Filed Under Montana Tech

Chancellor's Residence

Home was a WPA Project

Francis A. Thomson was the first school president to enjoy this fine residence, completed during his tenure in 1936. Thomson had declared upon his arrival in 1928 that, because of its barren grounds, the school had the “ugliest campus of any educational institution” in any of the continents. Thomson initiated and saw to completion an improvement program that entailed not only construction of the residence hall and Leonard Field, but also the extensive landscaping of the campus buildings and grounds with appropriations under the Works Progress Administration and other relief agencies. Separated from the campus by an encircling ring of mature conifers, this substantial home, with its inviting balustraded porch, twin chimneys, and tasteful brick, reflects the 1930s transformation.The current chancellor and family continue to live in the Chancellor’s Residence.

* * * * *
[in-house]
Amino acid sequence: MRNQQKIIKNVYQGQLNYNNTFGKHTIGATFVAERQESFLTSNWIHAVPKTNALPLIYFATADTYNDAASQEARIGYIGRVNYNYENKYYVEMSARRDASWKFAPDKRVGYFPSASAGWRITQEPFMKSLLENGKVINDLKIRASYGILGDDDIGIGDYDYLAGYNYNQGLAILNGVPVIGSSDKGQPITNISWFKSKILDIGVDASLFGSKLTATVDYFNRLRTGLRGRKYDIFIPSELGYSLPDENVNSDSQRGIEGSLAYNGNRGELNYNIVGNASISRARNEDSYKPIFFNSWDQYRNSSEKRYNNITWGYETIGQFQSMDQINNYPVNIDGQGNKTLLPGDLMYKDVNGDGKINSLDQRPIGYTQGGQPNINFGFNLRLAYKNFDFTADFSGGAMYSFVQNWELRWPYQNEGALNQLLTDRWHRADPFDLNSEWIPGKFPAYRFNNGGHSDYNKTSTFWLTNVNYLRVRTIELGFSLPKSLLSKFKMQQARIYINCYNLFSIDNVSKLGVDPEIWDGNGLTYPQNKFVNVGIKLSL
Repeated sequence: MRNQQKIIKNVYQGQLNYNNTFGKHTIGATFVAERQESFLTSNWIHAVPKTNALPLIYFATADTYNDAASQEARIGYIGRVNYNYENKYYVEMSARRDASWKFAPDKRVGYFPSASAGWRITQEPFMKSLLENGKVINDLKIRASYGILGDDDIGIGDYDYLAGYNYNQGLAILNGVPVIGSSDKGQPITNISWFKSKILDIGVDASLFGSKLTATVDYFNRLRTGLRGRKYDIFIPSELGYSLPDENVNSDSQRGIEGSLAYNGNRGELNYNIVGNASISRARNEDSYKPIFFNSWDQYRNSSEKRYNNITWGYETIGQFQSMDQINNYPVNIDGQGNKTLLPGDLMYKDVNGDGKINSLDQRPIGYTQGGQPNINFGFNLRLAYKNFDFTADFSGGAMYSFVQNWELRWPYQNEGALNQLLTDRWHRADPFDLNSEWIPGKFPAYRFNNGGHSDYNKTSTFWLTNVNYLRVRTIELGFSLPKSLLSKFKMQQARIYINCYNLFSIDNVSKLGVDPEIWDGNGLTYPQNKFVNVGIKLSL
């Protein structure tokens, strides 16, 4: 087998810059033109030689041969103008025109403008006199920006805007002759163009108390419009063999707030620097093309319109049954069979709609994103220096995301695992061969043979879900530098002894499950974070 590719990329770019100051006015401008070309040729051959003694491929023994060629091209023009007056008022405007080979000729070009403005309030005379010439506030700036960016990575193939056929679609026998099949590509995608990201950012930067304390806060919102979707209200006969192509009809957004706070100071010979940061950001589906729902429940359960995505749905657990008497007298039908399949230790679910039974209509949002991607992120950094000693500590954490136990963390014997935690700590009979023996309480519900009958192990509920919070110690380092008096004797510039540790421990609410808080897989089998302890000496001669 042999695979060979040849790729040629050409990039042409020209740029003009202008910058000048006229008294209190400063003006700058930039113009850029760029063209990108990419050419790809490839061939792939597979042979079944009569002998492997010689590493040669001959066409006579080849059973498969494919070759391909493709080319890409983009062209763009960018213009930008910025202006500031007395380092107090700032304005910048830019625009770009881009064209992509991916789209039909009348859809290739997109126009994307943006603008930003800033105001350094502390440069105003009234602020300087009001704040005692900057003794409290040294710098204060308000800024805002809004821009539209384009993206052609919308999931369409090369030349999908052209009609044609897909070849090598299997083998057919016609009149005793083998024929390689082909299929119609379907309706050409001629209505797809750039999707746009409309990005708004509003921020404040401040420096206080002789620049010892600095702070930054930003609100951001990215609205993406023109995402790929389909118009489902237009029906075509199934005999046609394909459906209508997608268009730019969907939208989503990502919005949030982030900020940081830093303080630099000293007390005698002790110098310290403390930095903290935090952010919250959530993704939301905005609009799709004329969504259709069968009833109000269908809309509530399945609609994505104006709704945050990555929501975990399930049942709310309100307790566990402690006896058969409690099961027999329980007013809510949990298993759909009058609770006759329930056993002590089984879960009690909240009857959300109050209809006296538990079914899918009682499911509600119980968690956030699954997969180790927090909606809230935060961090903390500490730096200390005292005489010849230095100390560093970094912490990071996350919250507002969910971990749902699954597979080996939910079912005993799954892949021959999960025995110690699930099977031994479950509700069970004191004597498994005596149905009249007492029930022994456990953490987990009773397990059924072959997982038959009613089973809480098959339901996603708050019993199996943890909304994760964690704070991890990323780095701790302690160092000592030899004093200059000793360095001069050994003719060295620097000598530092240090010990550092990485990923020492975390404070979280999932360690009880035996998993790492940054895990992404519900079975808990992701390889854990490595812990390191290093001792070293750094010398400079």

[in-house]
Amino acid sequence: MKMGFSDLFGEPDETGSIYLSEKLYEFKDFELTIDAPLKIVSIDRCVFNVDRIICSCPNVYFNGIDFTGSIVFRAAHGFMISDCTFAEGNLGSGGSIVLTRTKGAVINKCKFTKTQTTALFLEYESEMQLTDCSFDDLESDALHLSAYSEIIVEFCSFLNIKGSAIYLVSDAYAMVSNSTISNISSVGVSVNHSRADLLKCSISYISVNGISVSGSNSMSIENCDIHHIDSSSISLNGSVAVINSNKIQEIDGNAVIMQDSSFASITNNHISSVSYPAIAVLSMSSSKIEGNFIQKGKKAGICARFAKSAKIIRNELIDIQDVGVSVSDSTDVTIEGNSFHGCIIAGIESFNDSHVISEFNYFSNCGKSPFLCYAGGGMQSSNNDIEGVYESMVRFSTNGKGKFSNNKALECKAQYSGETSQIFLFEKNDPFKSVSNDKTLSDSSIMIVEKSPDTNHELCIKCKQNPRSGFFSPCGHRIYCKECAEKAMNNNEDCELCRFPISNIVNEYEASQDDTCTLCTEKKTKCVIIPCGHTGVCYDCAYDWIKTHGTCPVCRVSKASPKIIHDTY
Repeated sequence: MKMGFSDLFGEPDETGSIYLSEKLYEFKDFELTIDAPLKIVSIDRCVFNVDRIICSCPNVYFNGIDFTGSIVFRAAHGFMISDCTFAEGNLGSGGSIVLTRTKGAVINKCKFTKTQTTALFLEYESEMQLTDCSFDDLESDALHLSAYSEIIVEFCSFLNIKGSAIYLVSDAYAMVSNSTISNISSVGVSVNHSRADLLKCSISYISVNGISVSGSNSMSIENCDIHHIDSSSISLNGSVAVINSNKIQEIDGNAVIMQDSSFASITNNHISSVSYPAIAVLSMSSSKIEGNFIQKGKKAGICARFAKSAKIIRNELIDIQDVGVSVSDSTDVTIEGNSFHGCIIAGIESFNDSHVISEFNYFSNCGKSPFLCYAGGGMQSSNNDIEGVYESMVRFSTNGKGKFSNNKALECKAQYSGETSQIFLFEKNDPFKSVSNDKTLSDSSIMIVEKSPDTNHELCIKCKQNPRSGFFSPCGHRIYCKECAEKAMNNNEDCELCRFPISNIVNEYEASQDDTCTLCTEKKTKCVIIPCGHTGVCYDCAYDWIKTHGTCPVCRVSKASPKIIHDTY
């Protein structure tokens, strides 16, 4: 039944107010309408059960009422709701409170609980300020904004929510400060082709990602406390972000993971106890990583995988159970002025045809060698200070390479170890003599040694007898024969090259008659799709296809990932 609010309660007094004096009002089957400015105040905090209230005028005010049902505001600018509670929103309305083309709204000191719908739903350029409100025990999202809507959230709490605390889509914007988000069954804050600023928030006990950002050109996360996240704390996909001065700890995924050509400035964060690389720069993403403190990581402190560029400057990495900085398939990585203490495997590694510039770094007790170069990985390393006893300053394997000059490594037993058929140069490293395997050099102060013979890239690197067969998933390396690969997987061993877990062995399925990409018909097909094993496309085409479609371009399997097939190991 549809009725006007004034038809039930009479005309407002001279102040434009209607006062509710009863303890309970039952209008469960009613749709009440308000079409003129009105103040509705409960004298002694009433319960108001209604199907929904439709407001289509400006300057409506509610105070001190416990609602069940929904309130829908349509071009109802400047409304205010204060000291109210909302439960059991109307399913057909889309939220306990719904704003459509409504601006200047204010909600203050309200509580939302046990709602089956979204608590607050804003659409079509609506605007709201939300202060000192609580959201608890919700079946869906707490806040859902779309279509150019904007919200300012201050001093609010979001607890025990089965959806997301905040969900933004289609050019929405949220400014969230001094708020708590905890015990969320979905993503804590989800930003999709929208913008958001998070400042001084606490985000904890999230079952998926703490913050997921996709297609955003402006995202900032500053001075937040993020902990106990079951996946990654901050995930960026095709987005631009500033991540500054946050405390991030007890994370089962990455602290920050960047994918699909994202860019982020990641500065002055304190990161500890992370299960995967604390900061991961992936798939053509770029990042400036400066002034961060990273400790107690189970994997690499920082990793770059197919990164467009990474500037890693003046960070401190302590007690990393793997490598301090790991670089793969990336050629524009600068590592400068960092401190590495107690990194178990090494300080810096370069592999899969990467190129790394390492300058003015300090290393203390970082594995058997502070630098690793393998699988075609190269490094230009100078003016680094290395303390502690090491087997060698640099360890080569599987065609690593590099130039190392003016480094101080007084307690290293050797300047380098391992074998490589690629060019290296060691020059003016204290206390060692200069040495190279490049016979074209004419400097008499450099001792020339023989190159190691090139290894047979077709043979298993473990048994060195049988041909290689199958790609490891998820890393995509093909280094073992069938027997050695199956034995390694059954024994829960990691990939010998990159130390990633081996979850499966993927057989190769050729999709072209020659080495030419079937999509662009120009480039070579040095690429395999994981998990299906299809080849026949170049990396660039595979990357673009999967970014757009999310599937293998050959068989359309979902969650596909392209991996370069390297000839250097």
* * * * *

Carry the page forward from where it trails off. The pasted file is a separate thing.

Chancellor's Residence Chancellor's Residence with Big Butte in the background. Source: Butte-Silver Bow Public Archives Creator: C. Owen Smithers Date: Circa 1930
Chancellor's Residence Chancellor's Residence at Montana Tech. Source: Butte-Silver Bow Public Archives


1315 W. Park Street | Private


Story of Butte
Contributors: Lindsay Mulcahy, Montana Historical Society, “Chancellor's Residence,” Story of Butte, accessed June 5, 2023,